June 4 - We don't need to play to the world's tune

Opening Prayer Thoughts. 

Praise God.
Praise God that he is immutable, unchanging in his character, his will and his promises. Praise God that he cannot and will not change in respect to his mercy, grace, goodness, and love toward us. Praise God that we can know where we stand with him and trust him without reservation or hesitation. Malachi 6:1, Hebrews 6:17,18.
Acknowledge sin.
Confess the sin of not failing to grasp God's immutability and the wonderful implications of that truth for your life. Pray that the Holy Spirit would help you to see that God's love for you is undeniable and unchanging. Pray and ask God to help you to rest and find peace in him, in an ever-changing world.



Let's read Luke 7:31-35 – We don't need to play to the world's tunes.
 Ask God the Holy Spirit to help you in your understanding of his Word.
Before we get into this passage, I want to pick up, as I said I would yesterday, the statement of Jesus in verse 28. 
Jesus, with a measure of authority – "I tell you..." reminds his hearers that, in his eyes, there is no one greater than John. But then he compares John to the least in the Kingdom of heaven and says John is not as great as that person. What is Jesus getting at? To answer that, we first need to understand that this is not a comment on John's character but on his 'time' of existing. Although introducing the New Testament era, John, in essence, is an Old Testament character. Although he points to Jesus as the Lamb of God, the Messiah, John is a prophet from before Christ. And Jesus's coming has changed the world order. That which was before him was different from that which is after him. His coming was a global watershed for time and eternity. That may seem an exaggerated way of expressing it, but it's not. With Jesus came the Kingdom of God. That changed the world. John belonged to the time of promise. Jesus brought the time of fulfilment. (His return will bring in the era of consummation.) So, the 'least' in the time of fulfilment is greater than the 'greatest' in the time of promise, not because of their personal qualities, but because of the time of the existence, and the privileges they are therefore exposed to. Jesus is building to his point, which is, you had the tremendous privilege of hearing John preach, but what did you do with those privileges?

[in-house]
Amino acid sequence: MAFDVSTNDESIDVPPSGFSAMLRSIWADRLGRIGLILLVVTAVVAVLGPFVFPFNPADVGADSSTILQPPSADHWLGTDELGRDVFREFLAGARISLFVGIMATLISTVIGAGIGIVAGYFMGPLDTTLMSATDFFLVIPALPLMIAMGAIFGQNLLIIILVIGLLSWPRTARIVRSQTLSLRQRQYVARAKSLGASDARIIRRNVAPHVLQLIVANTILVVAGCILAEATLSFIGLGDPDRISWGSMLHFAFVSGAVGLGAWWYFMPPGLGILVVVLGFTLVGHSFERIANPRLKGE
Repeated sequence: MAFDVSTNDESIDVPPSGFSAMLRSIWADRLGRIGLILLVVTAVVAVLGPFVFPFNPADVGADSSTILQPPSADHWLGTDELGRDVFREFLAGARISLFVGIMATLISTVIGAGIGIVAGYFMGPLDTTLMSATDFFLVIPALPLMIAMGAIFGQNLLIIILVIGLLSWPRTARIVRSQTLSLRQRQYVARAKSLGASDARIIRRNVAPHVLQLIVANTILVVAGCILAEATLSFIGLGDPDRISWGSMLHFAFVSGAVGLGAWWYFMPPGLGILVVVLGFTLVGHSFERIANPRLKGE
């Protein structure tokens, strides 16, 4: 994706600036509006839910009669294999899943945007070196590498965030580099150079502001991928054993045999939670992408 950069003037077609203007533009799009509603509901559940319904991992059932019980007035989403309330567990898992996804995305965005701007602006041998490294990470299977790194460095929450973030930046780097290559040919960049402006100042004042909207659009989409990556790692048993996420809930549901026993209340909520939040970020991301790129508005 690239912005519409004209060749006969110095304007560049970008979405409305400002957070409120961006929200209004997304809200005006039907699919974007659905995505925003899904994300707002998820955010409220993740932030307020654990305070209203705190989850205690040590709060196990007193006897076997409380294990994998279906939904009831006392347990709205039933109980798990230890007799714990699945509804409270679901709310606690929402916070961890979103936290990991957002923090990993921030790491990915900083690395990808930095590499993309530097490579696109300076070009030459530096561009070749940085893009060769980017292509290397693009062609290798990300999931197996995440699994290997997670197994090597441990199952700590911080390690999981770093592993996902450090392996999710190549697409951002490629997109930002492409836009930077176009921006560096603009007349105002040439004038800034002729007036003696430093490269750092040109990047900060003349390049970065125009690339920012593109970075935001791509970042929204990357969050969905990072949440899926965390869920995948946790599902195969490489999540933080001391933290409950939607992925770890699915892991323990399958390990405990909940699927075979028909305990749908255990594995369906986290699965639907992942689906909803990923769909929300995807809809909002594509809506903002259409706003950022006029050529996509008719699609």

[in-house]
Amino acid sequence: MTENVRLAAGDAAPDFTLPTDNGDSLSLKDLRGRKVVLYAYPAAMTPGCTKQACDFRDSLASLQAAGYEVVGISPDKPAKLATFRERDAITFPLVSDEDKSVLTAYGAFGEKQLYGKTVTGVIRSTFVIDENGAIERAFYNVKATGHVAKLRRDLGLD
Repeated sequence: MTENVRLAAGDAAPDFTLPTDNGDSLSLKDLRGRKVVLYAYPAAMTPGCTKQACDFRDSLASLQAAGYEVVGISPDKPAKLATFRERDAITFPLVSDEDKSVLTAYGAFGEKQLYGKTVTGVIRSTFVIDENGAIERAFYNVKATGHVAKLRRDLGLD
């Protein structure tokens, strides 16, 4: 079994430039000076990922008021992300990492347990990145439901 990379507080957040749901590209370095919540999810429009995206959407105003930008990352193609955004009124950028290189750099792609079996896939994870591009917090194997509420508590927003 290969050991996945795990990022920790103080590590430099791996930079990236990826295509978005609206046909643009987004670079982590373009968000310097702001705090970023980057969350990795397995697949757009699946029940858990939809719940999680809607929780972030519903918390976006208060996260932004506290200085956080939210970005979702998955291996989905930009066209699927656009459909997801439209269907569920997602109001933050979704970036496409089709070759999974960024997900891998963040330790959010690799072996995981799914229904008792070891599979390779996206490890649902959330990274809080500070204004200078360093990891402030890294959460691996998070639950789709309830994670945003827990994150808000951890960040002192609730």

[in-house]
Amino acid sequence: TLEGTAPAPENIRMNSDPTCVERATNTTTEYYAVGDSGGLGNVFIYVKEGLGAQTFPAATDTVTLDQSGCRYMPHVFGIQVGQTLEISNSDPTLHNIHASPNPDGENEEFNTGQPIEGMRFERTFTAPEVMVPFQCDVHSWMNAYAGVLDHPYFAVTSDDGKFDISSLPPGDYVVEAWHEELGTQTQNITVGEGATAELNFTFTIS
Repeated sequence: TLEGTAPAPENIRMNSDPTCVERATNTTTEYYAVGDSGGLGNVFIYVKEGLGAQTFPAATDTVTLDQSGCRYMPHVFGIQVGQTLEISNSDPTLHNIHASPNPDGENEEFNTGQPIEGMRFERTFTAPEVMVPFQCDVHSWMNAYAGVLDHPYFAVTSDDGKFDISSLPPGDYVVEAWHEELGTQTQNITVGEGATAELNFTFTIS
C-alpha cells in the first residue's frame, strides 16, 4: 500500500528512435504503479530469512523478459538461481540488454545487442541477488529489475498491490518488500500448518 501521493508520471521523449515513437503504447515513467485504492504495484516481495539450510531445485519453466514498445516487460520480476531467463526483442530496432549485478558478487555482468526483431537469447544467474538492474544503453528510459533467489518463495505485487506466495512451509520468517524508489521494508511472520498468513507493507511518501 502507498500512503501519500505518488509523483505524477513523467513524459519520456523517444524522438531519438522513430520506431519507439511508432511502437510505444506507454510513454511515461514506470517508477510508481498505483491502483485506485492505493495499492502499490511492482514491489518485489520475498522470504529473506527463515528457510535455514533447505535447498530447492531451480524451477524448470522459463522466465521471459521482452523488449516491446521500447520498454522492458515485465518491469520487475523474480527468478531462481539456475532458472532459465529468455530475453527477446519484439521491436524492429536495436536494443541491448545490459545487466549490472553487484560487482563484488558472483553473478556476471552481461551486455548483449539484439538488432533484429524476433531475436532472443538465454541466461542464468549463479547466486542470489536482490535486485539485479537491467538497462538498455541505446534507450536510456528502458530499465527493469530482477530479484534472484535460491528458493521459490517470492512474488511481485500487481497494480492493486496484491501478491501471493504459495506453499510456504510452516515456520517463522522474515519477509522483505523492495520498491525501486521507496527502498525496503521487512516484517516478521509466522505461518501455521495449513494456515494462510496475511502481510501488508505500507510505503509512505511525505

V31-34. Children playing – but what does it mean?
Jesus is still asking questions. This time he asks the same question twice, one straight after the other. Does he pause to give them time to think? It doesn't say, but you can picture him doing so. Again, we see him answering his own question, this time using a scene from their everyday lives. It may have been something that he had seen that day or something that is going on nearby as he is speaking. He paints a picture of children playing in the market-place. The market-place was the perfect place to play when the market wasn't on, providing ample space, unlike the narrow streets filled with bazaars. I am looking forward to the day when we will see the young children running around the church property again.